The 1893 Triple Crown was to be an important turning point in the Welsh game, and more broadly for the game of rugby.

After losing to England in 1886, Wales decided to experiment with the four three-quarter system that was proving so successful at Cardiff. Frank Hancock, who helped to create the system at the club, was paired at centre with the great Arthur Gould but the experiment did not go well, and they lost badly to Scotland. The idea was abandoned for the next three seasons before being reintroduced in 1888. Gould had thought long and hard about how to make this system work for Wales and he was to become one of its greatest champions. “Our men don’t try to push their opponents” he explained to reporters “their game is simply to hold the scrum and heel out to the half-backs.”
1893 was to be the season that finally showed what could be done at International level when the game was played in this way.

The first game of the Triple Crown was against England at Cardiff Arms Park in January. The weather in South Wales that January had been particularly severe with ice floes on the Taff and the ground at the Arms Park was “as hard as a brickbat”. Undaunted, staff brought in 500 fire-devils, coal-filled buckets pierced with holes and mounted on bricks. They were placed all over the pitch for 27 hours to help thaw it out. When the London correspondent arrived in Cardiff with the English team he saw “a strange, weird, uncanny sight … like a scene from Dante’s inferno. Dozens of dark ghoul-like figures were threading their way about the fires, heaping on fresh fuel while the falling snow rendered the scene one of the most unique and romantic ever seen on a football field.”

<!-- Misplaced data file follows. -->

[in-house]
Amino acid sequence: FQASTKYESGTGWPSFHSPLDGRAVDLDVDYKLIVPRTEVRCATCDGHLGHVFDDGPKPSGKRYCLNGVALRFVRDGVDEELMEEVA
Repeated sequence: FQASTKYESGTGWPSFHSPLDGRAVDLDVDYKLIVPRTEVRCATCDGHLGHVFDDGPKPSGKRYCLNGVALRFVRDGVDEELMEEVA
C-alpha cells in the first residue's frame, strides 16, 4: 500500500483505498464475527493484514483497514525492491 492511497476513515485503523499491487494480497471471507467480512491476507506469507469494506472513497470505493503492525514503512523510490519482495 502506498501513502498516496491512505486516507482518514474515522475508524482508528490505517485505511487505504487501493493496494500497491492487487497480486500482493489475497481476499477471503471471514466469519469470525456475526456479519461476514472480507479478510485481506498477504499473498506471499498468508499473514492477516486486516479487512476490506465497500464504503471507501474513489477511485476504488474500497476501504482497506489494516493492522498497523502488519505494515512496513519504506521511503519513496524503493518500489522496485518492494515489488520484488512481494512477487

Much to everyone’s astonishment the pitch was declared fit for play and the game was able to go ahead. England had proudly declared that they would “stand and fall” by the traditional three three-quarter game and going in at half time 7-0 up their decision seemed vindicated. They scored again early in the second half, and all seemed lost for Wales. However, the big English forwards could not maintain the pace and the four three-quarter system started to click “teasing runs opening up the field, passing at speed along the line” (Smith & Williams). When the ball was moved quickly in this fashion it really opened up traditional defences, something Cardiff had been demonstrating at club level for some time. Gould scored two tries to secure victory and was quick to praise this new style of play. “Time is beginning to show that the four three-quarter system is the better one”. he declared “English individual excellence far exceeds our own … the whole secret of our success lies in our combination.”